“I think as women, we have habits we fall into that cause us to not get taken seriously,” Berkich says. She sees women yield to male counterparts of equal stature because men are more aggressive about going after what they want. That, Berkich says, is a coachable moment where she can make an impact on a young woman’s career, especially within Viridian Energy’s male-dominated field.

But beyond the women at Viridian Energy, Berkich aims at a broader collective impact on people and the planet. The company runs “mean and lean,” and in so doing they focus efforts in 2014 on empowering and compensating the sales field for effectively communicating the impact Viridian has on the environment by avoiding billions of pounds of carbon emissions each year. “We really feel connected to our vision. We are passionate about the environment. Viridian Energy is known as the ‘green company,’ and everything we do is about social responsibility,” Berkich says. Raising the level of awareness in the community by connecting with people through stories and videos is a big 2014 focus. Viridian Energy is about balancing three things, she says. “It’s about profit. It’s about people. It’s about planet.”

Meredith Berkich on personal development…

“I still read personal development books once a month—20 pages a day—and listen to CDs and inspirational speakers. I make sure that I’m infusing myself with positive energy from great music, and I avoid junk television and things that show you the negative side of humanity and the uglier side of life.”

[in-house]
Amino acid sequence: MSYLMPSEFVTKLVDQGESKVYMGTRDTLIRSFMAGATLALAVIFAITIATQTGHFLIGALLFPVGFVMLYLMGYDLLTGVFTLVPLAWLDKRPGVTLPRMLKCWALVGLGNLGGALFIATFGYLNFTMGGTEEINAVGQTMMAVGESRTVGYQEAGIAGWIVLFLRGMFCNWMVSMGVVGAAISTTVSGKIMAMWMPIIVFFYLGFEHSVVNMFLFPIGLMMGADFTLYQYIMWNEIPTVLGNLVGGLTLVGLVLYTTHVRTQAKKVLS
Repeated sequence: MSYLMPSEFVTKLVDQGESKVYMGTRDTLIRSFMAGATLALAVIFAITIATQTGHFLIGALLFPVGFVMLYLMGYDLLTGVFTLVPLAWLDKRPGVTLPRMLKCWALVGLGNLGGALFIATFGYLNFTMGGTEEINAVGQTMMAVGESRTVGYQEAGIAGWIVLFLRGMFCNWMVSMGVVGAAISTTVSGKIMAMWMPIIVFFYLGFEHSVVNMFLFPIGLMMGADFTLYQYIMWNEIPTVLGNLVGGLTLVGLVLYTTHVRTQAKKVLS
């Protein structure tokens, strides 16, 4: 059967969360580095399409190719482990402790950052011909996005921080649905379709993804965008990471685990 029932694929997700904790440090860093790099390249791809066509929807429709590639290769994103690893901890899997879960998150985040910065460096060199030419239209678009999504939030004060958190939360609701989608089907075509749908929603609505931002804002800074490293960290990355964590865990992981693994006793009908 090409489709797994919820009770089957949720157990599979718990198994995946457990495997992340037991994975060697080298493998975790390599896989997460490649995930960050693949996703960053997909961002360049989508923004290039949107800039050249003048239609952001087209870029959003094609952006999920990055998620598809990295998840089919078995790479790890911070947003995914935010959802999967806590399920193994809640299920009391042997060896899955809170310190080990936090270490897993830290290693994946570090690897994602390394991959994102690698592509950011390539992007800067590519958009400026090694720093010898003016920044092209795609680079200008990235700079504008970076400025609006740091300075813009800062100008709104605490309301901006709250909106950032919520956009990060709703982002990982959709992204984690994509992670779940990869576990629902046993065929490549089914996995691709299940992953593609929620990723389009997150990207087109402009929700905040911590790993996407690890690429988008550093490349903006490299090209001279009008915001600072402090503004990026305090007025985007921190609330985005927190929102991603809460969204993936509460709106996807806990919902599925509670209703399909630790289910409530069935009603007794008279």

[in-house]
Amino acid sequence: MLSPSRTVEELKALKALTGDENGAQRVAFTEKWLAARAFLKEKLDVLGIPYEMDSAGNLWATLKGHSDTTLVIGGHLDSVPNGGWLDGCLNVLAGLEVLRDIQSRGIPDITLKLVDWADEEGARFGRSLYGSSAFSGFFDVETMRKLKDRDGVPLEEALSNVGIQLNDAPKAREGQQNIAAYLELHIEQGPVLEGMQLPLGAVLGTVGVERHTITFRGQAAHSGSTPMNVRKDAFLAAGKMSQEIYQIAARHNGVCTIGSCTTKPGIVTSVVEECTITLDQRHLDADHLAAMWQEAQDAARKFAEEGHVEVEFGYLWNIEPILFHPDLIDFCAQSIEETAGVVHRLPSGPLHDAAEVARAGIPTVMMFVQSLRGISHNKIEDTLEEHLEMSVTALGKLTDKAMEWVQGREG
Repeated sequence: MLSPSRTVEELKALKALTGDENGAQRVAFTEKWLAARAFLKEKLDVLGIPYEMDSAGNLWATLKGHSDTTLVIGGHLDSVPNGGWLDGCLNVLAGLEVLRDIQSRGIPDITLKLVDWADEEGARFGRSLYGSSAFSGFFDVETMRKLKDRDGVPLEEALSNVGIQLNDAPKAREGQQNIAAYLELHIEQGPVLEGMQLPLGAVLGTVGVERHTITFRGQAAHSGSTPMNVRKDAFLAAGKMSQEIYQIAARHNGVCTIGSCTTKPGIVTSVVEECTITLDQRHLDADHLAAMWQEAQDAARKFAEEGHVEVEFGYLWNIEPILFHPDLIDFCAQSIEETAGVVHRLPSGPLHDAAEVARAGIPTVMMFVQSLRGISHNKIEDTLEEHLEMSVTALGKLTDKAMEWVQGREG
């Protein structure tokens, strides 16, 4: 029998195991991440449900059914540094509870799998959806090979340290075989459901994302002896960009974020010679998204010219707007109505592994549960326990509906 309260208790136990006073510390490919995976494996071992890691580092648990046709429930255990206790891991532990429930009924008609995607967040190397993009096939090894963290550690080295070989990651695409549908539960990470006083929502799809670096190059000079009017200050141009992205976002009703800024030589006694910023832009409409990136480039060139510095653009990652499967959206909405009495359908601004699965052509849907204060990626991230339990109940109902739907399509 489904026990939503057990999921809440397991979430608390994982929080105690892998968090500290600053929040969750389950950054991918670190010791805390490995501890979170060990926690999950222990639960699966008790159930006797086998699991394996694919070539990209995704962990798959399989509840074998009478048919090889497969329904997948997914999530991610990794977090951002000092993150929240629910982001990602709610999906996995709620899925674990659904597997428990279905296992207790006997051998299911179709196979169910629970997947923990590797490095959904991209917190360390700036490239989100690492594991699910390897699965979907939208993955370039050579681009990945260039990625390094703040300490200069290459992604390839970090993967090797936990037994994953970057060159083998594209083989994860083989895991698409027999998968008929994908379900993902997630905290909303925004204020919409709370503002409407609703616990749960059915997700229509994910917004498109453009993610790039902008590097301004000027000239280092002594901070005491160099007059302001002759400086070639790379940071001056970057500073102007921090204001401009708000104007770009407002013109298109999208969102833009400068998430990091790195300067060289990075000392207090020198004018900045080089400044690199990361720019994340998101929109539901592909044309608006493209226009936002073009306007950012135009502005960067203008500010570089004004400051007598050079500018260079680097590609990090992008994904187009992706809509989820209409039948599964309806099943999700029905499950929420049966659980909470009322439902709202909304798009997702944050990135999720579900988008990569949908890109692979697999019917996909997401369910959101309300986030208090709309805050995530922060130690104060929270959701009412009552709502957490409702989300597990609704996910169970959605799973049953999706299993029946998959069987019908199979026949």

Meredith Berkich on being green…

“We like to say that we didn’t inherit this planet from our ancestors, we are borrowing it from our descendants. We take that extremely seriously in education and again in promoting global change.”

Viridian Energy

In just five short years, Viridian Energy has made a name for itself by offering environmentally friendly and affordable energy options. The company’s vision is to change the way Americans buy and consume energy in order to ensure a better and greener future.

The company more than doubled the renewable content in their Everyday Green electricity, created a more responsible natural gas product and launched the Clean & Simple solar program through an affiliation with SolarCity in 2013. Two billion pounds of carbon emissions were avoided last year thanks to hundreds of thousands of Viridian customers.

Initially launching service in Connecticut in 2009, Viridian now offers residential and commercial electricity and/or natural gas service in nine states (Connecticut, Delaware, Illinois, Massachusetts, Maryland, New Jersey, New York, Pennsylvania and Virginia) and the District of Columbia, with plans to expand. Solar is also available in six of Viridian’s current markets. Viridian’s parent, Crius Energy Trust, is publicly traded on the TSX.